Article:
This article will begin with an exploration of the concept of sustainability. It will then move onto a series of critical reflections on a research project that investigated cultural participation in small urban communities in Poland, with a particular concern for the way it identified an unexpected dimension of significance--the intergenerational transmission of cultural values and skills. In doing this, I wish to underline the significance of intergenerational transmission for our concept of sustainability, and by implication argue that sustainability is beneficially implemented through culture.
The inspiration for this article emerged through the authors' participation in an international, interdisciplinary conference 'Culture in Sustainable Futures', held in Helsinki in May 2014, and organized by University of Jyvaskyla. The experience of hearing about the widest possible spectrum of topics on culture and sustainability, with over fifty topic-based papers each sharing observations on cultural sectors and sustainable futures, and from the broadest range of international, professional, academic, multidisciplinary perspectives, was indeed invigorating. And yet my two topics above were rather absent.
This observation raises several questions: are we not too selective (or even unsure) in our understanding of the "environmental" framing of arts and culture, or more generally unsure on how we understand the interrelation of arts and culture within environment ecology? It may be, that our theoretical efforts are worthless if, with all our work on understanding sustainability in culture, we only attend to broad conceptual frameworks and global growth issues, but not attend to the individual, the local, the existential, grass-roots, and the community dimensions of the ecology of culture--in other words, the integrated reality of human, social and environmental ecology. And moreover, how is this intimately bound up with the fact of generational difference and the socio-demographic diversity of subsequent trans- and cross-generational transmission of cultural values, cultural content, skills and competencies? While cultural policy often uses categories pertaining to age--all too often derived from marketing segmentation (children, youth, the elderly, for example). The productive cultural dynamics of generational differences themselves (and the implication of this for memory, cultural education and literacy, knowledge, skills and participation) is so often ignored in cultural policy on all levels.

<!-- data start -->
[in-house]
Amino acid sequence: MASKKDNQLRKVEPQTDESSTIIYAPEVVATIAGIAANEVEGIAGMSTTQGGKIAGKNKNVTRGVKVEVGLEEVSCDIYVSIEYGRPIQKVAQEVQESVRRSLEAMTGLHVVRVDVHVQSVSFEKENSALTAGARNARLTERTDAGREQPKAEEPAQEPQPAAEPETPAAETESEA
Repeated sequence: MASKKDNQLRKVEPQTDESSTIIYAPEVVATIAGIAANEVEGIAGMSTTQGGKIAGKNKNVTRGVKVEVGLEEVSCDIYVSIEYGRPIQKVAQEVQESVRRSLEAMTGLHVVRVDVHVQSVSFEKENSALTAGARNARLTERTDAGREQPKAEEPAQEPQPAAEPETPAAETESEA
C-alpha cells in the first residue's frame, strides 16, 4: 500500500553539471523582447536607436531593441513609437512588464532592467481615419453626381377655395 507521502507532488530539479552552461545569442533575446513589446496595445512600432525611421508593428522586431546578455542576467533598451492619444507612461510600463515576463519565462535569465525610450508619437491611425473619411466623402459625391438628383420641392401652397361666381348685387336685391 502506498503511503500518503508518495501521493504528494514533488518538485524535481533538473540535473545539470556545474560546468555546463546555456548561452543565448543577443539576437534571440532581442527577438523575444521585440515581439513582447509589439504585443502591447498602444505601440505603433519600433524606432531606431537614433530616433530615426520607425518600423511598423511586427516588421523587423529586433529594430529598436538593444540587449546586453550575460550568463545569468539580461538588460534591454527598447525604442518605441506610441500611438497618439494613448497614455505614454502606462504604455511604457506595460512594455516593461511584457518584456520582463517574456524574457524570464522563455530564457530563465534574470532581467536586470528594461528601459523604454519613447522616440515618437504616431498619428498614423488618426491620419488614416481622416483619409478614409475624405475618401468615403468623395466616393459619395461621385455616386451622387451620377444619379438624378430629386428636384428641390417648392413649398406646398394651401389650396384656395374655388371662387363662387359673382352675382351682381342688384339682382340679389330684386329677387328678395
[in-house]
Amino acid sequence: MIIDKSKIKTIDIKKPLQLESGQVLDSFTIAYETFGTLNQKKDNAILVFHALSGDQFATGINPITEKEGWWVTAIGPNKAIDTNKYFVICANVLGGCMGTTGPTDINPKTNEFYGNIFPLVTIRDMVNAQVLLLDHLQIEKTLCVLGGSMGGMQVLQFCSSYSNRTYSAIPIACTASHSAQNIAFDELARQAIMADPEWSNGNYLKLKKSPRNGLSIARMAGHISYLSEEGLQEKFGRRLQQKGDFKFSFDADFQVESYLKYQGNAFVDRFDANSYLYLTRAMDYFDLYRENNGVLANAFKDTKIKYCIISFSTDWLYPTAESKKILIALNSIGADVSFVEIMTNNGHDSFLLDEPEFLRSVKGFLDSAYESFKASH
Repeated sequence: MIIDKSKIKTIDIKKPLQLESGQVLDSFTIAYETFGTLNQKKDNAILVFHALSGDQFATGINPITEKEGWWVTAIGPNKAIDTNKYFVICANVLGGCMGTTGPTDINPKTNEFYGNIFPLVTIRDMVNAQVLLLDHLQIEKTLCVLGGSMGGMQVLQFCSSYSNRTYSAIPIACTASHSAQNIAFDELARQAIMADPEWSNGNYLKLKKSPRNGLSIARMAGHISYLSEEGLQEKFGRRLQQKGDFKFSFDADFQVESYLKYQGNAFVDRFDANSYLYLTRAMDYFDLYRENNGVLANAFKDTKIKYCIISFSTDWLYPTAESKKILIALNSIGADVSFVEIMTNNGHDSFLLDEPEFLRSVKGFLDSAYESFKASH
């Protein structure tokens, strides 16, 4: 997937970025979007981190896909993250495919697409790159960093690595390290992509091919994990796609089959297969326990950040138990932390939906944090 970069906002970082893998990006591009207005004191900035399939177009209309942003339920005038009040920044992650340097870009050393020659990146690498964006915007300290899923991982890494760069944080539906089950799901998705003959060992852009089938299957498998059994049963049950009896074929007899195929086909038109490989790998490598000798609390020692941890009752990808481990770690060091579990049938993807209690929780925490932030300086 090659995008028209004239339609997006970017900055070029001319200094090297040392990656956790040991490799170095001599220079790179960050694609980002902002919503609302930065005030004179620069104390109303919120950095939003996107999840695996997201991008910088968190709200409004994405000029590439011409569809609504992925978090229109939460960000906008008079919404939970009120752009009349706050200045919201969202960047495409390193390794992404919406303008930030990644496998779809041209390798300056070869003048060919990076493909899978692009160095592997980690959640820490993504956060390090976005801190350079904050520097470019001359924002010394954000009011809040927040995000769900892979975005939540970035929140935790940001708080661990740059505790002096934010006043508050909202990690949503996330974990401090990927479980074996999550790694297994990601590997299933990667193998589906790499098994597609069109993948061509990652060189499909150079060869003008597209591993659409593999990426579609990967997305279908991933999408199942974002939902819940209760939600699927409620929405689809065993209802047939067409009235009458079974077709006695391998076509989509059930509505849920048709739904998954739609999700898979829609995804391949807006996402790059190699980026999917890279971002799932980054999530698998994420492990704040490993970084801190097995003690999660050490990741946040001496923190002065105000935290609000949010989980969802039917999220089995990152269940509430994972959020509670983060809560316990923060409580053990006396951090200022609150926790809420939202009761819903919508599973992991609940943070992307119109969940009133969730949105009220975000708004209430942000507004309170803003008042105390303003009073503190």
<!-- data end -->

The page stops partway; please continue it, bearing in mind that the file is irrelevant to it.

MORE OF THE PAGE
I argue that we therefore require a granular attention to the pragmatic and specific place-based issues where the dynamics of culture emerge and impact on social life, and consequently are bound up with our theoretical discourse of sustainability or sustainable growth and cultural development. One of the related purposes of this paper is to highlight and exemplify a crucial aspect of the intergenerational transmission of cultural values within culture and development issues, and this aspect is related to the Creative Economy Report 2013 Special Edition (UNDPD/UNESCO 2013). I attempt to carry this through the empirical substrate of this article, and through my reflections on an investigation conducted by four different research projects completed in Poland (by a group of Adam Mickiewicz University in Poznan scholars under supervision of the author: Poprawski and Makarski 2013, Poprawski and Firych 2014). With reference to the Creative, Economy, Report, our attention was directed by the significance of place-based cultural participation, cultural education, cultural developmental policies, and so drawn in our empirical research to culturally-active senior citizens, and senior leadership in cultural sector organizations--all contextualised by these small social communities, each having experienced post-communist transformation.